The Essential Basics of Backgammon Strategies – Part Two

As we have dicussed in the last article, Backgammon is a game of talent and good luck. The goal is to shift your pieces carefully around the board to your inside board and at the same time your opposition moves their checkers toward their home board in the opposite direction. With opposing player checkers moving in opposing directions there is bound to be conflict and the requirement for particular techniques at particular instances. Here are the two final Backgammon strategies to round out your game.

The Priming Game Plan

If the purpose of the blocking tactic is to slow down the opponent to move their chips, the Priming Game strategy is to completely stop any movement of the opponent by constructing a prime – ideally 6 points in a row. The competitor’s checkers will either get bumped, or result a damaged position if he/she ever tries to escape the wall. The trap of the prime can be built anyplace between point two and point eleven in your half of the board. Once you have successfully assembled the prime to stop the movement of your competitor, your opponent does not even get to roll the dice, that means you move your chips and roll the dice yet again. You will win the game for sure.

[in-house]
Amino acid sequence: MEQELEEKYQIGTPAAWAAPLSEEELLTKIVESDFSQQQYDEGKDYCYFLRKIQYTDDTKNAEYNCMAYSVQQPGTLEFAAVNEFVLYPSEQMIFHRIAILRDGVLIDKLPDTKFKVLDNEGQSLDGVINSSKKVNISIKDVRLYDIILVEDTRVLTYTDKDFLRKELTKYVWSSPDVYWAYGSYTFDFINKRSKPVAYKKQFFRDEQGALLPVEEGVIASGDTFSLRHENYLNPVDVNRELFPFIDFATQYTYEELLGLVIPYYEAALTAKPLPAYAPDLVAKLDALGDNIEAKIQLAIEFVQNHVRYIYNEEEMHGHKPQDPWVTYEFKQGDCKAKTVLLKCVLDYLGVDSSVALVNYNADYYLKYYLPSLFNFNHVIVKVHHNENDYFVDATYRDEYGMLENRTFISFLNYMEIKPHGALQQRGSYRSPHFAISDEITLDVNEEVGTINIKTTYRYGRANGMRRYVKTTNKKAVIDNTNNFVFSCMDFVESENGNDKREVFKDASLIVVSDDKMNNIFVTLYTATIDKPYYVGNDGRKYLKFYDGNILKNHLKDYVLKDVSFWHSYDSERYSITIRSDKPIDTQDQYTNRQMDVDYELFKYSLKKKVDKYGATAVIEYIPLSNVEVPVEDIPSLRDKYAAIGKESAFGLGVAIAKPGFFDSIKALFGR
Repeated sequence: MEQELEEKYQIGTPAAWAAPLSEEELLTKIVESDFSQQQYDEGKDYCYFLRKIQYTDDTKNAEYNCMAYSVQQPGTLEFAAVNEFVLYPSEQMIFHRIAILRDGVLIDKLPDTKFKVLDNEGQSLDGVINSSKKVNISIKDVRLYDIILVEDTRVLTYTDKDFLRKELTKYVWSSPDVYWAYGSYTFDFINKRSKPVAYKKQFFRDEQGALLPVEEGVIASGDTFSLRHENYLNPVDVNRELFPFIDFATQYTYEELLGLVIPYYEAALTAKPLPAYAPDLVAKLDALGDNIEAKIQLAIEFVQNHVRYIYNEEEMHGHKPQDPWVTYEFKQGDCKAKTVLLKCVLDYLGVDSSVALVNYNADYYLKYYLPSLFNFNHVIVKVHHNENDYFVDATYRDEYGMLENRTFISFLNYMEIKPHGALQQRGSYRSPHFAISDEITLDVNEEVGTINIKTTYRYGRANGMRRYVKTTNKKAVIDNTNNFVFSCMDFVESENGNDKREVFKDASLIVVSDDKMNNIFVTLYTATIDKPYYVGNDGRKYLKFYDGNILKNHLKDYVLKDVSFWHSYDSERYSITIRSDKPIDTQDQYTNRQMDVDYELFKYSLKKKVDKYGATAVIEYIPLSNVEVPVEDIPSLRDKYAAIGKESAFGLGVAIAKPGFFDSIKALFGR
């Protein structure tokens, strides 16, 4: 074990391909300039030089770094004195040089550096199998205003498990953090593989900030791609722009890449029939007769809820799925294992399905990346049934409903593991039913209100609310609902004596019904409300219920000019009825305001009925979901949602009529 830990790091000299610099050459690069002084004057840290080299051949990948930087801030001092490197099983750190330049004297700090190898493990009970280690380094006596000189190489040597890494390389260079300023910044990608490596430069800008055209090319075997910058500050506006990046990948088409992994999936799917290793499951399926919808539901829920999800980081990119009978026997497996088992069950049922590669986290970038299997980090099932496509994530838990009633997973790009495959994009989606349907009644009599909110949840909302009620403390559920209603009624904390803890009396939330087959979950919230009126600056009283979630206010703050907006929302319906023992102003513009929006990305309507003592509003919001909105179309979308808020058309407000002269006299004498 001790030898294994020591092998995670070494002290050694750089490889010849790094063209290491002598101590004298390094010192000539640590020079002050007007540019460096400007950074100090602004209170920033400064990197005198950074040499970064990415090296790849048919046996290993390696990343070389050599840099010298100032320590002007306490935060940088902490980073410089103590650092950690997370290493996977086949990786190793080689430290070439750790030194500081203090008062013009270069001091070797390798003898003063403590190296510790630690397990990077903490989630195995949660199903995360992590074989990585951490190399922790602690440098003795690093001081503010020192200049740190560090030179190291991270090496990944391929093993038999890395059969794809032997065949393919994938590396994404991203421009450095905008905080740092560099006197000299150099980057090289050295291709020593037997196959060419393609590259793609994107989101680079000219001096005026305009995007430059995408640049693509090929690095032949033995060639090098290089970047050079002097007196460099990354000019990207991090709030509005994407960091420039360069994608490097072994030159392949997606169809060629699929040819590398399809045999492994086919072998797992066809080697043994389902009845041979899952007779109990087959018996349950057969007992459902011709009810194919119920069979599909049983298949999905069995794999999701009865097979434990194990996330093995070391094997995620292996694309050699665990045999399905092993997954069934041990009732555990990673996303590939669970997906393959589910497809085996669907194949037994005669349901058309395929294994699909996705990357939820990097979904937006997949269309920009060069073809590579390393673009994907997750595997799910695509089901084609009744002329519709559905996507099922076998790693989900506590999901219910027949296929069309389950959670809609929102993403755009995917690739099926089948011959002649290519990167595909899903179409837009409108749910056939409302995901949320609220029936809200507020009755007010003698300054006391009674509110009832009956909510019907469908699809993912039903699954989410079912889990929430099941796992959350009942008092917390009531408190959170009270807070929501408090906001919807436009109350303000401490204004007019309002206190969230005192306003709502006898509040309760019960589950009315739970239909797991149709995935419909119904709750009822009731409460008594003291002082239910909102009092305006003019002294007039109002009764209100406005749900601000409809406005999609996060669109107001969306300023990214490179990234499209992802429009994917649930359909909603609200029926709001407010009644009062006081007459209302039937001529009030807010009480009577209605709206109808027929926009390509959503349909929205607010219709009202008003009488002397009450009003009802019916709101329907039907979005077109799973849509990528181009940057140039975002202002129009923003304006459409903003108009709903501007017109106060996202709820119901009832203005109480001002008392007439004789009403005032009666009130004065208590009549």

The Back Game Strategy

The objectives of the Back Game tactic and the Blocking Game technique are very similar – to hinder your opponent’s positions hoping to boost your odds of winning, however the Back Game tactic utilizes alternate techniques to achieve that. The Back Game plan is generally utilized when you’re far behind your competitor. To compete in Backgammon with this strategy, you have to control two or more points in table, and to hit a blot late in the game. This plan is more complex than others to use in Backgammon because it needs careful movement of your checkers and how the chips are relocated is partly the result of the dice roll.

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